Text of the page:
Sky, a mama bear, has two cubs – Amber and Scout. Where is papa bear, asked some critics – far, far away so that he doesn’t try to kill them and/or eat them. I told you they have a rough life. Anyway, their long winter nap is over. While the mountain peaks they made their den in is still covered deep with snow (so much so that avalanches are a problem – more of that rough life stuff), spring is coming to the valleys below.

They haven’t eaten all winter and they are near to starving, but the first order of business isn’t finding food once they get out of the mountains. No sir; that business is keeping the cubs away from predators, like Magnus and Chinook – fellow bears who are so hungry they could eat…another bear. There’s also Tikaani, a wolf who is as sly and persistent as they come. There’s that rough life thing again.

What bears really crave is salmon – loaded in protein and abundant as they swim up river to spawn, bears have to become adept fisherman which is a lot easier than it sounds – they’re slippery little buggers. But getting there is no easy task and until then, they load up on muscles, eels and whatever they can find to put at least something in their bellies to keep the engines going. However, that won’t be enough to build up enough fat to last the winter. Not only do the adult bears live off their own fat, metabolizing it into sugars and proteins, the energy also keeps mama bear’s milk supply flowing. Without enough fat stored, the mama bear might survive the winter but the cubs won’t.

And the odds aren’t in the cubs favor anyway – 50% of all bear cubs born in the wilderness don’t make it to their first birthday, mostly due to predators although disease, starvation and a shrinking habitat all have something to do with it. Did I mention they have a tough life?

DisneyNature has made a niche for itself by delivering nature documentaries with absolutely breathtaking images, following in the tradition of Walt’s True Life Adventures  There are plenty of gorgeous images of the Alaskan landscape, mostly taken in Katmai National Park (the same place where Grizzly Man Timothy Treadwell lived for 13 summers with the bears and eventually was killed and partially eaten by one). It is easy to see from the footage why those who live in Alaska love it so deeply. It is truly the last frontier.

One of my ongoing irritations with the DisneyNature series is their repeated need to give human characteristics, motivations and names to these animals. I would maintain that they are incredible creatures on their own without making them more “like us” in an effort to appeal to kids. Not only does this do a disservice to kids by giving them the impression that wild animals have the same motivations as we do (which in some cases they do but not all).

There is at least one glaring factual error in the narration which any naturalist worth their salt would have caught. Bears don’t actually hibernate; they nap. They don’t sleep throughout the winter; they simply stay in their dens, sleeping most of the time but not all. True hibernation is non-stop slumber. If you’re going to be a nature documentary, the least you can do is get your facts straight. I would have liked to have hears some fairly obvious explanations, like the whereabouts of papa bear and why mama bear was looking after the kids alone.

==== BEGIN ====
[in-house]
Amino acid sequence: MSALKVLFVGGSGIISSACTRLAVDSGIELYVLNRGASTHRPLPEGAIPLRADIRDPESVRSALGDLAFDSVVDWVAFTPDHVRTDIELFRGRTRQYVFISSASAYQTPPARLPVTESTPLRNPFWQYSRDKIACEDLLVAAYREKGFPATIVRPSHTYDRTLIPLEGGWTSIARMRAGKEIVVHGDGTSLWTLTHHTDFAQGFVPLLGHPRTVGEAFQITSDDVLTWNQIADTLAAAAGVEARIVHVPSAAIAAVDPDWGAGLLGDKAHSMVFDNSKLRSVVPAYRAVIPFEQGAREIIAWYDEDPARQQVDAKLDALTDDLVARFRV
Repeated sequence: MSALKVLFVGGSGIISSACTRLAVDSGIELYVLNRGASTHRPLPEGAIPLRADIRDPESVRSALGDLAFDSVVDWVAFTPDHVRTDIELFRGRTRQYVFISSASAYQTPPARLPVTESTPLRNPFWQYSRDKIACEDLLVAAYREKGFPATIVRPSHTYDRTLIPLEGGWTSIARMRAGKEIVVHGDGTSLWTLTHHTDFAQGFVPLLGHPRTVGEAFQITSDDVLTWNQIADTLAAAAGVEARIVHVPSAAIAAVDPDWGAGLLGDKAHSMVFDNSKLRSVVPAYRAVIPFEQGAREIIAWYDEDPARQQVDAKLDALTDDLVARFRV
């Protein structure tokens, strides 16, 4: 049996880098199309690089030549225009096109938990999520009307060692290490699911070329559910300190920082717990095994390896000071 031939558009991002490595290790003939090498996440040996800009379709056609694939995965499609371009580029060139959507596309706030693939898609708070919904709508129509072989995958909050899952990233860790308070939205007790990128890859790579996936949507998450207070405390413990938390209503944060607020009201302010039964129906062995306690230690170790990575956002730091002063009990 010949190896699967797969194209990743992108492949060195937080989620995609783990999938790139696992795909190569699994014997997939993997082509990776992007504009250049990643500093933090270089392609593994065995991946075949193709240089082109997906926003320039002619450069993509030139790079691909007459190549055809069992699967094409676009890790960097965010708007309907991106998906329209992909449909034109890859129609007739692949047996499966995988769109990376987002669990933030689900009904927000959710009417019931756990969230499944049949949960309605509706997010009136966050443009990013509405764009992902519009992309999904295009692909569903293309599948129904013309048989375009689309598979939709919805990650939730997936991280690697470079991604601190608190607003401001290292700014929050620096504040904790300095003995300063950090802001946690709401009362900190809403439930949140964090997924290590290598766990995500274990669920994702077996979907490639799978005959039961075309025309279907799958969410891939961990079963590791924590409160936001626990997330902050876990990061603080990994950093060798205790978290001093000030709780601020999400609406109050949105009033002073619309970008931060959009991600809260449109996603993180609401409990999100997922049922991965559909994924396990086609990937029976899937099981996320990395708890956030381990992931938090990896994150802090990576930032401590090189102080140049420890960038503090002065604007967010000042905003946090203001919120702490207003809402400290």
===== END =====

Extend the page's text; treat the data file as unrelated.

Lest I forget, John C. Reilly’s narration is da bomb. It has the right amount of humor to keep things interested, entertaining and lively but not so much that it overshadows the information and message that the filmmakers are trying to get across. I understand that Reilly had some input into the dialogue, which is even more aces in my estimation.

Still, this is some terrific footage, often so close-up that you can see individual follicles of fur easily. It is oddly intimate and makes you wonder how close the camera crew got (as the end credits show, pretty damn close although perhaps not as close as you’d expect). Bears are insanely cute and make excellent subjects for the camera. Amber and Scout are primarily used as comedy relief although there is some legitimate peril to the cubs; one nearly drowns at one point, and one disappears while Tikaani is stalking them.

This isn’t the best of the DisneyNature films, but it is solid and as beautiful as anything you’ll see on Discovery or Animal Planet – or the BBC for that matter. Your kids will be entranced and maybe motivated to look up more information about bears, their habitat and their behaviors. Worthwhile stuff for kids to be interested in, if you ask me (not that you are). And if the movie motivates some kid to go that route, then it’s a worthwhile endeavor indeed.

One last thing; Disney had pledged to donate a portion of ticket sales during the first week of release (which has now passed) to the National Parks Foundation in order to help protect our National Parks which sorely need it. Some cynical sorts have been sneering that the amount was infinitesimal. According to Disney’s website, they are donating twenty cents from each ticket sold with a minimum of $100,000 going to the Foundation. That’s a fairly substantial amount for which I know the National Parks Foundation is appreciative.

REASONS TO GO: Beautiful photography with some amazing close-up shots. Cute and cuddly critters.

REASONS TO STAY: Once again over-anthropomorphizes.   

FAMILY VALUES:  Some bear battling and other bear stuff might frighten the wee ones.

TRIVIAL PURSUIT: The first four DisneyNature films are among the top five highest grossing nature documentaries of all-time.

CRITICAL MASS: As of 5/1/14: Rotten Tomatoes: 90% positive reviews. Metacritic: 68/100.

COMPARISON SHOPPING: Grizzly Man

FINAL RATING: 6.5/10

NEXT: The Zero Theorem